COMMENT Only the Brits Play by the Rules

Article excerpt

The referendum on Europe was back in 1975. The result was a strong yes vote for staying in what was then still called the European Economic Community.

Certainly many people thought they were voting to build a real Common Market, "an area without internal frontiers in which the free movement of goods, persons, services and capital is ensured".

It would take time, we were told. But the various national barriers to trade would be progressively dismantled and a domestic market of some 370 million people would then be in place.

Nearly 25 years later, the Single Market is still not complete. Strong progress has been made but a number of the original barriers are still there. Certain countries continue to pump out state aid, especially to national airlines for example, which gives them an unfair competitive advantage.

Several manage to weave a web of protective local regulations which effectively lock out non-local suppliers. This week the electricity market is being opened up - except in France.

Fellow business colleagues in other European countries are amazed their own countries continue to get away with this blatant protectionism. The European Parliament should be fighting it but isn't.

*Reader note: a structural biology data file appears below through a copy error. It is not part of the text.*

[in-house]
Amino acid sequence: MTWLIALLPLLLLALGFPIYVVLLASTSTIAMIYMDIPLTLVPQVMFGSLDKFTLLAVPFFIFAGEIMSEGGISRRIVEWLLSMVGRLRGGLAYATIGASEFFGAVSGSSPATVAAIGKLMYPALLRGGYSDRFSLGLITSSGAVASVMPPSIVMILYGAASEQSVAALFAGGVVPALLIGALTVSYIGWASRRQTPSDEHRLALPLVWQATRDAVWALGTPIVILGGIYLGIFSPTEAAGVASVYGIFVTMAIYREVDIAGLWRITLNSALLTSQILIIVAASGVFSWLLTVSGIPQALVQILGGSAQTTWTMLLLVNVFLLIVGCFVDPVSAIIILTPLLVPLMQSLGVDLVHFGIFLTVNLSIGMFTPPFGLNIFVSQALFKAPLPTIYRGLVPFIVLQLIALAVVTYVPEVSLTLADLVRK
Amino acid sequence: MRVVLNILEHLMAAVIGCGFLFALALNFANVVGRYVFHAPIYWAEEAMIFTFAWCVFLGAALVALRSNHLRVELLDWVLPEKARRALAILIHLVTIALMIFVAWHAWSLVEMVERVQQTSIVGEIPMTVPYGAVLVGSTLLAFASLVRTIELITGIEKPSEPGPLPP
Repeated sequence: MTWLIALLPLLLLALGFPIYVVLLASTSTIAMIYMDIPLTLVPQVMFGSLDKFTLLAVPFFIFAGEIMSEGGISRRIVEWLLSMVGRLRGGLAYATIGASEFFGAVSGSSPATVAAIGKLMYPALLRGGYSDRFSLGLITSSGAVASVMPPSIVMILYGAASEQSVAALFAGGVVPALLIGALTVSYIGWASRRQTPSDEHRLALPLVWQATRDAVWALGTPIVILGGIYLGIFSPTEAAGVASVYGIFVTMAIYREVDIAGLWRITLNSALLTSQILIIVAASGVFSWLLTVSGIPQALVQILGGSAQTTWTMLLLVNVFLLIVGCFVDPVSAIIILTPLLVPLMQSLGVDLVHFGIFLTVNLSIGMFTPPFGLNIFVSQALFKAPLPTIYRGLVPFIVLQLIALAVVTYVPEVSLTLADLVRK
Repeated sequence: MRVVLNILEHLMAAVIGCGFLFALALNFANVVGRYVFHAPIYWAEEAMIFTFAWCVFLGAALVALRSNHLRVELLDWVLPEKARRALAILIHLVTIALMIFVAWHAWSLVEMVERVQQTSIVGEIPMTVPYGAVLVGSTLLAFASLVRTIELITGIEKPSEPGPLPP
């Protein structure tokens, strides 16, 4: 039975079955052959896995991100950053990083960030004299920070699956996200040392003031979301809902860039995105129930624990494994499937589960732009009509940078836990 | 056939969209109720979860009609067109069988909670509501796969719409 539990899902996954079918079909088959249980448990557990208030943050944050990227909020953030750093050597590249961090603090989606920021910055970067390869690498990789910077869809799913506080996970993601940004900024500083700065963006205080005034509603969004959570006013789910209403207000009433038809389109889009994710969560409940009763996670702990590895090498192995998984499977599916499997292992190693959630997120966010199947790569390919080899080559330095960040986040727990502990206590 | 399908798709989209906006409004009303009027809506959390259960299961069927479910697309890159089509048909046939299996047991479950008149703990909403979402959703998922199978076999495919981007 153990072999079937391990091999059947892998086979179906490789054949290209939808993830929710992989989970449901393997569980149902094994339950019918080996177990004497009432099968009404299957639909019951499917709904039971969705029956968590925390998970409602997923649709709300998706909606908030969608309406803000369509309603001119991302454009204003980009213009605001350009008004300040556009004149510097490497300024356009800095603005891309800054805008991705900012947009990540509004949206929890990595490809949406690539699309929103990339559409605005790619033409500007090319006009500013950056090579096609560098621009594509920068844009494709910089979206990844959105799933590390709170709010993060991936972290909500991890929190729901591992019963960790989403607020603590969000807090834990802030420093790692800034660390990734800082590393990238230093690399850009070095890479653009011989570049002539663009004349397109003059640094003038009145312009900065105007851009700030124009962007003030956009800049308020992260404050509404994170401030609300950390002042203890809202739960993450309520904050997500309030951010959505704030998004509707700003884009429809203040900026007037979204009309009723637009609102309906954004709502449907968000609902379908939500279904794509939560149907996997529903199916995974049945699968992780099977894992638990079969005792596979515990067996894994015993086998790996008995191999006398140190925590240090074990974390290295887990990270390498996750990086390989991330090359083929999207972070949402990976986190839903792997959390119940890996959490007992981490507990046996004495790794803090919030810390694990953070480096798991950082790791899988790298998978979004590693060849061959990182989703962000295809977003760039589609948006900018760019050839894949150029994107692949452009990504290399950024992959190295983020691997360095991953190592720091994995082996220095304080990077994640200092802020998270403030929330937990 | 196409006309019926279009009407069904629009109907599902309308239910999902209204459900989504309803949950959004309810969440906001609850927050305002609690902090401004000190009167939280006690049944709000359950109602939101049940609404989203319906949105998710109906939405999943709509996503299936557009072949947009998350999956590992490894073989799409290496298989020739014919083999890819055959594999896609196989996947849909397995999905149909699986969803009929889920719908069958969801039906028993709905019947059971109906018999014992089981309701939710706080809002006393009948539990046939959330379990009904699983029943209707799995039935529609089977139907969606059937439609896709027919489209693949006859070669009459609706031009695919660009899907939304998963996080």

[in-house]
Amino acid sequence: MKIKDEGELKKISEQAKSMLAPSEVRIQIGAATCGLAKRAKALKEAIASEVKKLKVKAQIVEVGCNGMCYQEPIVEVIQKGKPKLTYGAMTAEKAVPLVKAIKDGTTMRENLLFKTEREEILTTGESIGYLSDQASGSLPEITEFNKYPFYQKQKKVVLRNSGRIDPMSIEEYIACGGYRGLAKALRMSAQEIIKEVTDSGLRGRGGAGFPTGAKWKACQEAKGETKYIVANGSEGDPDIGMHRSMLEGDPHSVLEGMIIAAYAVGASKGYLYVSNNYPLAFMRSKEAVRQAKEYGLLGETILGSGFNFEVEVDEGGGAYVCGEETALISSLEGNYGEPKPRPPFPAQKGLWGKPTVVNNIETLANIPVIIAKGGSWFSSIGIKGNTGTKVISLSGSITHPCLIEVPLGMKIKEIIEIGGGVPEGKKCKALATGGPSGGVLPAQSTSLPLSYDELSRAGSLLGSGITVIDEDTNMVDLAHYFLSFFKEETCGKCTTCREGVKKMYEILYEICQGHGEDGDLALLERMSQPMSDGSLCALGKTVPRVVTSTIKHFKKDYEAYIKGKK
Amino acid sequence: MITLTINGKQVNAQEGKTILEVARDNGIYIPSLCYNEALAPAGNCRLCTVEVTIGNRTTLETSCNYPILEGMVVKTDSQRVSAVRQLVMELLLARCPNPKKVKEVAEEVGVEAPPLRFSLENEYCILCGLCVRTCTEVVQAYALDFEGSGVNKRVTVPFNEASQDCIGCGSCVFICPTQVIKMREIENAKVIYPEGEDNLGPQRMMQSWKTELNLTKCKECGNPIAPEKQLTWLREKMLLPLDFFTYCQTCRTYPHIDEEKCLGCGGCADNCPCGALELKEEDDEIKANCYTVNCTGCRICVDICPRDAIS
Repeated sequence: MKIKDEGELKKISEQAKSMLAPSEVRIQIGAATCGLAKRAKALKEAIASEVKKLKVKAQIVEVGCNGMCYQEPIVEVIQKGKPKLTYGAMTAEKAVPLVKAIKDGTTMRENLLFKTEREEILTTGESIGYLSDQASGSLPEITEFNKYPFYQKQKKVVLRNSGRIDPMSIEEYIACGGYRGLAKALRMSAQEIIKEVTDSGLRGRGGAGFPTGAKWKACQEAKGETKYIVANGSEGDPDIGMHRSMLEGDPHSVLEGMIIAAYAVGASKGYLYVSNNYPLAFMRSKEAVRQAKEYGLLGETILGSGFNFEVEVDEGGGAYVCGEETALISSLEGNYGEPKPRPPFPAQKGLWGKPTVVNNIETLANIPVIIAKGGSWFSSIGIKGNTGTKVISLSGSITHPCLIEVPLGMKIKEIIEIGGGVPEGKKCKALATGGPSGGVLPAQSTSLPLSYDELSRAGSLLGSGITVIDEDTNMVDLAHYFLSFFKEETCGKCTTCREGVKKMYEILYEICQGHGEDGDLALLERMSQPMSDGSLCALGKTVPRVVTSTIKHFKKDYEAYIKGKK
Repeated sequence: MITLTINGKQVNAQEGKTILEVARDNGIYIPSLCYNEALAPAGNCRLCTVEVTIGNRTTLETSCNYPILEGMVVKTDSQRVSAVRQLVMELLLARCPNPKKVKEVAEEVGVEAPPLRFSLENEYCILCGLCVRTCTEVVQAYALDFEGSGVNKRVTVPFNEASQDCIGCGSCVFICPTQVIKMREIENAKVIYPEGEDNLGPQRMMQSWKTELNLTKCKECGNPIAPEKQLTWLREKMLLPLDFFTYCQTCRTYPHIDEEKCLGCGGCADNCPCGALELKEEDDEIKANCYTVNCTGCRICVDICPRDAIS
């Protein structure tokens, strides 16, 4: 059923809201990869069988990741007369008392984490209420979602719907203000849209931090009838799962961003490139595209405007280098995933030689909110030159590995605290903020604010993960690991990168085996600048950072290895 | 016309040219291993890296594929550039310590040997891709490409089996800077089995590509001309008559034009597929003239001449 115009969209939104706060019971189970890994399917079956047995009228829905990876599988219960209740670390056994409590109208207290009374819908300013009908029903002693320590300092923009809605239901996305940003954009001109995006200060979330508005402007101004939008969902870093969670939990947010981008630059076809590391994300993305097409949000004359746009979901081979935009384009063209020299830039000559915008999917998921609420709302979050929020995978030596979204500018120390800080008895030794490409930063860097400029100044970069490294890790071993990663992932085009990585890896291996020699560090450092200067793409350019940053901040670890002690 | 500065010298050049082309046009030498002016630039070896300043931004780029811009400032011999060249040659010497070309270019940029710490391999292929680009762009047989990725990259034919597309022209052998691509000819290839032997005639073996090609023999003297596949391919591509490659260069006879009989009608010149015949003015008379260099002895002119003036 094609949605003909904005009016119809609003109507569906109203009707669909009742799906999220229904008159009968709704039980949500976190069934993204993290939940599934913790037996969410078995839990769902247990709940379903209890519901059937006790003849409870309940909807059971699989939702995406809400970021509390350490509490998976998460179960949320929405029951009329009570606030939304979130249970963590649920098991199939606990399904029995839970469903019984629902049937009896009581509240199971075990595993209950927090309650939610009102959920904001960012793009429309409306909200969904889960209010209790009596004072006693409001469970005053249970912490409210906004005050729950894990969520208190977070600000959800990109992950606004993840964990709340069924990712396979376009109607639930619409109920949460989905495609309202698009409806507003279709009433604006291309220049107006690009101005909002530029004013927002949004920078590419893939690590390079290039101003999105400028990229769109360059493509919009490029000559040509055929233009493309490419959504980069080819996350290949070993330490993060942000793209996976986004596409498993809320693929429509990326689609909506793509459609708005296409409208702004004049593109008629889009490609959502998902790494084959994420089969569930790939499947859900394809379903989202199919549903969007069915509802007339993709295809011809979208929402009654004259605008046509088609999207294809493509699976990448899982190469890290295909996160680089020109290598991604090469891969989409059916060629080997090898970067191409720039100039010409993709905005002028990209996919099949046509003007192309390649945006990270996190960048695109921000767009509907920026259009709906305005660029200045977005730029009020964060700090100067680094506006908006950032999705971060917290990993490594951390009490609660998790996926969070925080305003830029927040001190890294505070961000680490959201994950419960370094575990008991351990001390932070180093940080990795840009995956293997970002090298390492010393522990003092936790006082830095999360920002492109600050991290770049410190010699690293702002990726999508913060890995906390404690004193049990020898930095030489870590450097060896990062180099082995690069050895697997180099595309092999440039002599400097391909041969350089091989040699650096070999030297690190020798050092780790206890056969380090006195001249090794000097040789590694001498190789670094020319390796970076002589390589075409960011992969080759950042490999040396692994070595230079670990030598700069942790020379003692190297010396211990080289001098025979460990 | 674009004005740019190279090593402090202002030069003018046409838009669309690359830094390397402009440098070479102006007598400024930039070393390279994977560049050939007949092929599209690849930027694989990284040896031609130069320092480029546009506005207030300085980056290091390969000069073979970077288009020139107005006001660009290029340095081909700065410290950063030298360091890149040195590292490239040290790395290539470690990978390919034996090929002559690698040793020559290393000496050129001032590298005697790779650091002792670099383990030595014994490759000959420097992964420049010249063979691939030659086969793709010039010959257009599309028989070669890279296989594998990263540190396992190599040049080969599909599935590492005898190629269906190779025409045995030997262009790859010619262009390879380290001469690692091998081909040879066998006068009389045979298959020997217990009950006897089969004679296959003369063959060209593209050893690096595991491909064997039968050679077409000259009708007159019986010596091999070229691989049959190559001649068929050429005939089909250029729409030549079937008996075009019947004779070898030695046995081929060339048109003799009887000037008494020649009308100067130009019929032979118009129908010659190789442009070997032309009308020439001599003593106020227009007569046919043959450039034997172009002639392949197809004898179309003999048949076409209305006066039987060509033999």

The consensus seems to be that the parliament simply has other priorities: the dominant party, the Party of European Socialists, bolstered by the large British Labour bloc, is more focused on extending Social Chapter directives than on completing the Single Market. Regulation, regulation, regulation is their constant cry.

Meanwhile the British, as befits the inventors of cricket, tend to play by the rules.

There was a perfect example of this only last week. Conservatives have been leading a campaign to re-instate British beef on the menu as an option for school meals.

Despite agreement within other countries of the EU to lift the export ban, there is still a ban by some local authorities within this country. Even where counties such as Shropshire have given the lead in lifting the ban, local authorities are still careful to state that they cannot push "British" beef. …